Searching for Peace
Debra Gwartney’s memoir tackles hard times
by Suzi Steffen
LIVE THROUGH THIS: A Mother’s Memoir of Runaway Daughters and Reclaimed Love, memoir by Debra Gwartney. Houghton Mifflin, 2009. Hardcover, $24.
Her two teenaged daughters sneak home only to pick up clean clothes, steal from their mom and terrorize their younger sisters in the pages of Debra Gwartney’s Live Through This, but she never seems to give into fury. And that’s too bad.
In the early 1990s, Gwartney’s two older daughters fell in with other street kids in Eugene and eventually ran far from Oregon. Instead of anger, the author (editor of the Eugene Weekly during some of the time described in the book) takes entirely too much on her own shoulders. She blames herself for marrying their dad; she blames herself for caring about the girls; she blames herself for never, ever doing enough.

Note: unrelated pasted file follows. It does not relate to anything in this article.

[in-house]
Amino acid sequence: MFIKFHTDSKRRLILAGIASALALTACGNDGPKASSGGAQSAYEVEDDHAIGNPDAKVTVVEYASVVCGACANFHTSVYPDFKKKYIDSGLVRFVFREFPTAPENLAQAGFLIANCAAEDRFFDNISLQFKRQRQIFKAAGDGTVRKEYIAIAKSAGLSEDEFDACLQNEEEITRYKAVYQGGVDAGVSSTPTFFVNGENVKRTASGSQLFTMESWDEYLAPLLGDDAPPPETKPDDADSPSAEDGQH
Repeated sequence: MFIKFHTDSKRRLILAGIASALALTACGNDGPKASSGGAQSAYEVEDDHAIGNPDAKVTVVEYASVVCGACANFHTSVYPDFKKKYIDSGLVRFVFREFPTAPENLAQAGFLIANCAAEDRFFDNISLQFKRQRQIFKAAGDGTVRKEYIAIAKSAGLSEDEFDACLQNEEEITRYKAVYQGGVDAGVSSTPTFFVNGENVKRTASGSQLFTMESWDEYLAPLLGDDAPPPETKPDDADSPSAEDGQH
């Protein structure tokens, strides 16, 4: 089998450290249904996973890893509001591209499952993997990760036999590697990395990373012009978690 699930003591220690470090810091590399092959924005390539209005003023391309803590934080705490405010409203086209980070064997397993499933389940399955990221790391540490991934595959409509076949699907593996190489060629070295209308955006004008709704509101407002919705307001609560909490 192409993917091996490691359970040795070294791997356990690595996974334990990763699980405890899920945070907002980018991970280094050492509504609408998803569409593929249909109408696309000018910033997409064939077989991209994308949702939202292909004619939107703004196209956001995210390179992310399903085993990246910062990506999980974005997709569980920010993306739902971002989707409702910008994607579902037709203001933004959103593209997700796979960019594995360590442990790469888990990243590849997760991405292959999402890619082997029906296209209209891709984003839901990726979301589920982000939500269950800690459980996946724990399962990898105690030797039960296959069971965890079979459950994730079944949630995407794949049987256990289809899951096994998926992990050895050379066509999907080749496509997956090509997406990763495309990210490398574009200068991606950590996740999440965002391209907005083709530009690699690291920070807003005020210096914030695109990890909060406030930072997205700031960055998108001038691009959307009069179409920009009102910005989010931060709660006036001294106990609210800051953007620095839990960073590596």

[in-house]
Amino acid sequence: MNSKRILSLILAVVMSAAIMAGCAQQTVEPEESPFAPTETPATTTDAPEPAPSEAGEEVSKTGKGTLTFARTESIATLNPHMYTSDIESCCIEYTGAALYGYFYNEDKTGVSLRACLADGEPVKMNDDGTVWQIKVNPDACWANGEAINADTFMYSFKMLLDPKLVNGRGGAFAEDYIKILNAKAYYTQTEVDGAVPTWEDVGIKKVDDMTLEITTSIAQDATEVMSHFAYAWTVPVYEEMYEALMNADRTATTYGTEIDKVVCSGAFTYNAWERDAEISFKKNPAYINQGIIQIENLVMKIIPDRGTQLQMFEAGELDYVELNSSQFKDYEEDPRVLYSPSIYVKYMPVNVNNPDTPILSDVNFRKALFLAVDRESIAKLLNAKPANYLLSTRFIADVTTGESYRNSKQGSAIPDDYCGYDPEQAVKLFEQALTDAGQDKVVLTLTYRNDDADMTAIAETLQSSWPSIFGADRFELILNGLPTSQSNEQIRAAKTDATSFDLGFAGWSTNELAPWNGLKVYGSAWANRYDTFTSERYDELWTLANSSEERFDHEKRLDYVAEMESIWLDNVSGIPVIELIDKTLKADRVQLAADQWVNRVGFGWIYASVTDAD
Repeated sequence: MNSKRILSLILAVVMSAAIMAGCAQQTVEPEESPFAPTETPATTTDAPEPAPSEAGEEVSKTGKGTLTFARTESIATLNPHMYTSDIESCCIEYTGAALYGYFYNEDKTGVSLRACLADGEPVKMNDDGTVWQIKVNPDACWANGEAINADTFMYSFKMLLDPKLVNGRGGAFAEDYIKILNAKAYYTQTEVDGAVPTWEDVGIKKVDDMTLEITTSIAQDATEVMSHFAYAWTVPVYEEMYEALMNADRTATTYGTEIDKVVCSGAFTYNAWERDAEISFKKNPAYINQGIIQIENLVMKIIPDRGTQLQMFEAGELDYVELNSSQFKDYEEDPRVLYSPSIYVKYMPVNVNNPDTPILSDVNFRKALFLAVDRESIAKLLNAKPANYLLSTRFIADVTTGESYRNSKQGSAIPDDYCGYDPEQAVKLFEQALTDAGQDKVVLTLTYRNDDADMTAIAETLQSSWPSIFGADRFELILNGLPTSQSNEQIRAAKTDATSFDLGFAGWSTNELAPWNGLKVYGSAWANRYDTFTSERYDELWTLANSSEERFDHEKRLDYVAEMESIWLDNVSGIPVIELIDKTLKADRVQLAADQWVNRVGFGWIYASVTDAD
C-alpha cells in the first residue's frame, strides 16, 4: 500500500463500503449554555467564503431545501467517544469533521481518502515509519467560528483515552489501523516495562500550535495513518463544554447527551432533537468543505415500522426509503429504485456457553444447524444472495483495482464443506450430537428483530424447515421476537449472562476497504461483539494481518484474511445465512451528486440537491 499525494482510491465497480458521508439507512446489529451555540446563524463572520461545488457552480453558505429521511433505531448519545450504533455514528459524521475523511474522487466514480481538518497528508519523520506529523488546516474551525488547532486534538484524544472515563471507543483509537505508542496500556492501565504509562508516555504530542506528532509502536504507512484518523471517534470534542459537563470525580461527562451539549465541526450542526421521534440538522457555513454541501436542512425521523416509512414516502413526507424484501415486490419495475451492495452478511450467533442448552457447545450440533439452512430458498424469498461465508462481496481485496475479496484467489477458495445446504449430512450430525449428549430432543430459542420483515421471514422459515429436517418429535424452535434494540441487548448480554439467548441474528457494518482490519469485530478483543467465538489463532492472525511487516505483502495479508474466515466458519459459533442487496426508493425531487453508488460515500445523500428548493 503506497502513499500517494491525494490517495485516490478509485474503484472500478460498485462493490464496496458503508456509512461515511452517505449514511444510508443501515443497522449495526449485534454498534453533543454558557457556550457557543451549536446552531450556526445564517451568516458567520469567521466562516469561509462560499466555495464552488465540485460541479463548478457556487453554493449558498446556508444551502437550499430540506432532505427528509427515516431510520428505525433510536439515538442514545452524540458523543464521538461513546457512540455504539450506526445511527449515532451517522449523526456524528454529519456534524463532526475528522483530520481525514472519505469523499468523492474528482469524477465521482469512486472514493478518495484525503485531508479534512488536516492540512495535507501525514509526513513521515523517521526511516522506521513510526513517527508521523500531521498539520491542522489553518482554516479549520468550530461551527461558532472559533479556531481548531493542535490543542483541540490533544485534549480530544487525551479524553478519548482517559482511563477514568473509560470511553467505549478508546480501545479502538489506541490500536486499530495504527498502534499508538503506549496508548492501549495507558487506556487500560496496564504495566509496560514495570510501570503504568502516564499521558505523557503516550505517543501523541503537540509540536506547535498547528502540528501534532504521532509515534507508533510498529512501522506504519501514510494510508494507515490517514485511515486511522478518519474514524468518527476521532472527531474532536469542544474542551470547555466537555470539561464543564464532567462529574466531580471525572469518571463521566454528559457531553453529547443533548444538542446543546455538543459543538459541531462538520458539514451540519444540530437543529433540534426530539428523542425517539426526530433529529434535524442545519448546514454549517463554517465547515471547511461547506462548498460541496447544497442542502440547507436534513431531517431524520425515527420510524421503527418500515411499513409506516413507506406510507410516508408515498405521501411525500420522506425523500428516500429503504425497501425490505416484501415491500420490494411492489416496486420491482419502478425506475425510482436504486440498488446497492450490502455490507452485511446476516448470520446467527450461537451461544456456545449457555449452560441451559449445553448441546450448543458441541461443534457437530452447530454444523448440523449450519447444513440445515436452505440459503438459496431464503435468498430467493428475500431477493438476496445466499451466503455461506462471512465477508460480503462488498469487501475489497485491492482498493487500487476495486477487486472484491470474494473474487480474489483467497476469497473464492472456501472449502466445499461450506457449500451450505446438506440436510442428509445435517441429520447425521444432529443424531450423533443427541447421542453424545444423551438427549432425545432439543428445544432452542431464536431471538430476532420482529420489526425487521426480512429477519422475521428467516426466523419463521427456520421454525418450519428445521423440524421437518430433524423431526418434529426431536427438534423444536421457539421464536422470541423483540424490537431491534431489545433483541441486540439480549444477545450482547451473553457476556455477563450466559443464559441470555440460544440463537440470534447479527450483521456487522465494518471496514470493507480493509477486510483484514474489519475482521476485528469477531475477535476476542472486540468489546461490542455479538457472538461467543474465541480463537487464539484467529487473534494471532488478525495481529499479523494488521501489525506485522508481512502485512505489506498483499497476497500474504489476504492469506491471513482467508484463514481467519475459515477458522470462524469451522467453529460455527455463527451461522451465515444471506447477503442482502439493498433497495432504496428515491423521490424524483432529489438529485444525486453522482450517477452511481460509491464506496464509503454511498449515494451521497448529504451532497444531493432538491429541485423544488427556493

“I didn’t take into account how [my love / my actions / my need for them to be good kids] would affect them,” she writes, over and over. Almost every parent could list a ton of moments she regrets, but not every kid decides to live without showers, decent food or shelter. The girls treated themselves badly, and they treated their mother with repeated betrayals, continual contempt and callous disregard even as they took and took and took some more from every adult who tried to treat them with decency.
This may be a funny thing to say about a memoir whose writing contains beautiful prose passages and whose content appears to be reported with brutal openness, but Live Through This needs more emotional honesty. The girls and their mom have long since made up, and the former teens are adults with lives and families of their own. Perhaps that’s a fragile peace, not worth breaking with a memoir that rips open the scabs, but this book would be much stronger for it.
Debra Gwartney reads from Live Through This at 7 pm Thursday, Feb. 26, at the UO’s Knight Library and signs books at 2 pm Saturday, Feb. 28, at J. Michael’s.